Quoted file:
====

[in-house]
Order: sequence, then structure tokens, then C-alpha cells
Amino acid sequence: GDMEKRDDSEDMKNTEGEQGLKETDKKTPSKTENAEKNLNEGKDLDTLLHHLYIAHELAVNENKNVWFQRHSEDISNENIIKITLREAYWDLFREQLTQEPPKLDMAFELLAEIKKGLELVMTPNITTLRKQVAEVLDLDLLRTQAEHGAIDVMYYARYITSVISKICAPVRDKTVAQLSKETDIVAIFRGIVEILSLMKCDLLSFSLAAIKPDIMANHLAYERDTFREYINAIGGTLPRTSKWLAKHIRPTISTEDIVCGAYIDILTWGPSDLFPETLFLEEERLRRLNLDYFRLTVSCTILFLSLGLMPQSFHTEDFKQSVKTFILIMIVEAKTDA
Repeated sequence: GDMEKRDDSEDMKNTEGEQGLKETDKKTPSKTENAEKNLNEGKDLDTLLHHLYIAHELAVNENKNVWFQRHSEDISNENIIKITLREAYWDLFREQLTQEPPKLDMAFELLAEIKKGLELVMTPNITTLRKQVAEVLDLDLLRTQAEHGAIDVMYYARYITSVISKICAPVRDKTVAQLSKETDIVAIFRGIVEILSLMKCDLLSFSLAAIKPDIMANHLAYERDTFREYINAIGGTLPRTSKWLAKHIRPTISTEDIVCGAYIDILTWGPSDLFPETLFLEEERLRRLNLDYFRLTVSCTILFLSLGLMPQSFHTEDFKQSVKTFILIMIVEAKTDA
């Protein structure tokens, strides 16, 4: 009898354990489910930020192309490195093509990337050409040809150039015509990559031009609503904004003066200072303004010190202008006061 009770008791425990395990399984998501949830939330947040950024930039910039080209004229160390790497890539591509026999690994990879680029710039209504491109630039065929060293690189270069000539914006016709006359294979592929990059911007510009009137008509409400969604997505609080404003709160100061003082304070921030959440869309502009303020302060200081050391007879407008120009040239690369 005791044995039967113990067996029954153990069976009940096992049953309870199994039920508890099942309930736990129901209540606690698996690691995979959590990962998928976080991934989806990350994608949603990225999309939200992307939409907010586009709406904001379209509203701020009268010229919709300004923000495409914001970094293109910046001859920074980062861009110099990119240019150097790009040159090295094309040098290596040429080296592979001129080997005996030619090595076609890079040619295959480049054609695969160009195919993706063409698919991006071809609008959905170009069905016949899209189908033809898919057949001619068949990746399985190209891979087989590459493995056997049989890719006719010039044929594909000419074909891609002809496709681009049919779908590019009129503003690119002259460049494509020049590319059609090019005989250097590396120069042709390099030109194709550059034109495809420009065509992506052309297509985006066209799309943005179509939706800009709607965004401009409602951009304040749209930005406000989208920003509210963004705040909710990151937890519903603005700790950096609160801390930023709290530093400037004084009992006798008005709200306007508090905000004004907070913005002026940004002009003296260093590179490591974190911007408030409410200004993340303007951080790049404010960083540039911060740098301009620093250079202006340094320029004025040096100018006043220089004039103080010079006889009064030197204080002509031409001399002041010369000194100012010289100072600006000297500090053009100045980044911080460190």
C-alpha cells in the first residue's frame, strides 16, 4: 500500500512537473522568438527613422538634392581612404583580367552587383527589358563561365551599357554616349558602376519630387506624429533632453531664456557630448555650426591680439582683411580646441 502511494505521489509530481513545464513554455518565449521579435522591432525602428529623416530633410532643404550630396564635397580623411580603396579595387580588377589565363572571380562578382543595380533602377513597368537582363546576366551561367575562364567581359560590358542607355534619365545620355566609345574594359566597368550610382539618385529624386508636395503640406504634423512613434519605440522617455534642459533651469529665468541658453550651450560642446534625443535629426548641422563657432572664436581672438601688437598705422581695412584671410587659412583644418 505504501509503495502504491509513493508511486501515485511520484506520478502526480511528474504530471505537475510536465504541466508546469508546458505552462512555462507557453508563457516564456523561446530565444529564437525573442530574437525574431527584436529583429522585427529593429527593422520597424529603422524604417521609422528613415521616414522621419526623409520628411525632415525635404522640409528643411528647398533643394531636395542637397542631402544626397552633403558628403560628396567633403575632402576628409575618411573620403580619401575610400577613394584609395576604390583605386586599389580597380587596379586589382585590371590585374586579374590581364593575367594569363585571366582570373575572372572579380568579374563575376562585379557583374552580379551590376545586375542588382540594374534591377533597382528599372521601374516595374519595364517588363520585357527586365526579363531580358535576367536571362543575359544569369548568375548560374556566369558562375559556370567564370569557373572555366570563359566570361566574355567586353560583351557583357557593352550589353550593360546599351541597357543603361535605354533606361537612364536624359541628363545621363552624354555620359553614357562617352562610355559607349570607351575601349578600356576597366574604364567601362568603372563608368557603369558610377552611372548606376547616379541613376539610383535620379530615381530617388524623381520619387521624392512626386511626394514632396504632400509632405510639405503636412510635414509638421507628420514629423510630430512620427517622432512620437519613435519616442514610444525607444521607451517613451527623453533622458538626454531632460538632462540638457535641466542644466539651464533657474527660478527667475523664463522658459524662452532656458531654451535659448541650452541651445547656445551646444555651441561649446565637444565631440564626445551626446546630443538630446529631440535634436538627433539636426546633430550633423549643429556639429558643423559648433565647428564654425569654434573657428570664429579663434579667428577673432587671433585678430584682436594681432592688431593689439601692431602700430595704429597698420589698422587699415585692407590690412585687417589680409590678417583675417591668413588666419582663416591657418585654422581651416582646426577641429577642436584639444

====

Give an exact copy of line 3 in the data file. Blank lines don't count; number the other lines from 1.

Amino acid sequence: GDMEKRDDSEDMKNTEGEQGLKETDKKTPSKTENAEKNLNEGKDLDTLLHHLYIAHELAVNENKNVWFQRHSEDISNENIIKITLREAYWDLFREQLTQEPPKLDMAFELLAEIKKGLELVMTPNITTLRKQVAEVLDLDLLRTQAEHGAIDVMYYARYITSVISKICAPVRDKTVAQLSKETDIVAIFRGIVEILSLMKCDLLSFSLAAIKPDIMANHLAYERDTFREYINAIGGTLPRTSKWLAKHIRPTISTEDIVCGAYIDILTWGPSDLFPETLFLEEERLRRLNLDYFRLTVSCTILFLSLGLMPQSFHTEDFKQSVKTFILIMIVEAKTDA